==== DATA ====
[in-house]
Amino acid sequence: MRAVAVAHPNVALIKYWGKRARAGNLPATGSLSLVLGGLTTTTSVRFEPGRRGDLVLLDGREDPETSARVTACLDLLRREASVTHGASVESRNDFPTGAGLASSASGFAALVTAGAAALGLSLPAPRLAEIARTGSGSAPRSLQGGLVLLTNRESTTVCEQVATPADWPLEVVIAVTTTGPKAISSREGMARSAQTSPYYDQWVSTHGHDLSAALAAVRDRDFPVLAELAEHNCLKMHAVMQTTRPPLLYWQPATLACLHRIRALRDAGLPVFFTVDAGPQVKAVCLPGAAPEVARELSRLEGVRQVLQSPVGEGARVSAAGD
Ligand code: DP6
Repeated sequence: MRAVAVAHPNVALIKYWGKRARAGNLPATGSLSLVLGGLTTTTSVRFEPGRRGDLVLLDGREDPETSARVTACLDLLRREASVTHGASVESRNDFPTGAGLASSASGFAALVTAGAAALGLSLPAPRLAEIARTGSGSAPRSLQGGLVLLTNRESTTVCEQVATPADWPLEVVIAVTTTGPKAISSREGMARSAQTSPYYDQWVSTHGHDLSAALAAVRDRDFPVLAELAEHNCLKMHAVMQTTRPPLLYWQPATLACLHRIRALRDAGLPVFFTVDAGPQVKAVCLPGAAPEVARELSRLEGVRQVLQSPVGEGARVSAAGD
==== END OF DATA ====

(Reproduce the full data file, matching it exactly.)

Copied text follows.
[in-house]
Amino acid sequence: MRAVAVAHPNVALIKYWGKRARAGNLPATGSLSLVLGGLTTTTSVRFEPGRRGDLVLLDGREDPETSARVTACLDLLRREASVTHGASVESRNDFPTGAGLASSASGFAALVTAGAAALGLSLPAPRLAEIARTGSGSAPRSLQGGLVLLTNRESTTVCEQVATPADWPLEVVIAVTTTGPKAISSREGMARSAQTSPYYDQWVSTHGHDLSAALAAVRDRDFPVLAELAEHNCLKMHAVMQTTRPPLLYWQPATLACLHRIRALRDAGLPVFFTVDAGPQVKAVCLPGAAPEVARELSRLEGVRQVLQSPVGEGARVSAAGD
Ligand code: DP6
Repeated sequence: MRAVAVAHPNVALIKYWGKRARAGNLPATGSLSLVLGGLTTTTSVRFEPGRRGDLVLLDGREDPETSARVTACLDLLRREASVTHGASVESRNDFPTGAGLASSASGFAALVTAGAAALGLSLPAPRLAEIARTGSGSAPRSLQGGLVLLTNRESTTVCEQVATPADWPLEVVIAVTTTGPKAISSREGMARSAQTSPYYDQWVSTHGHDLSAALAAVRDRDFPVLAELAEHNCLKMHAVMQTTRPPLLYWQPATLACLHRIRALRDAGLPVFFTVDAGPQVKAVCLPGAAPEVARELSRLEGVRQVLQSPVGEGARVSAAGD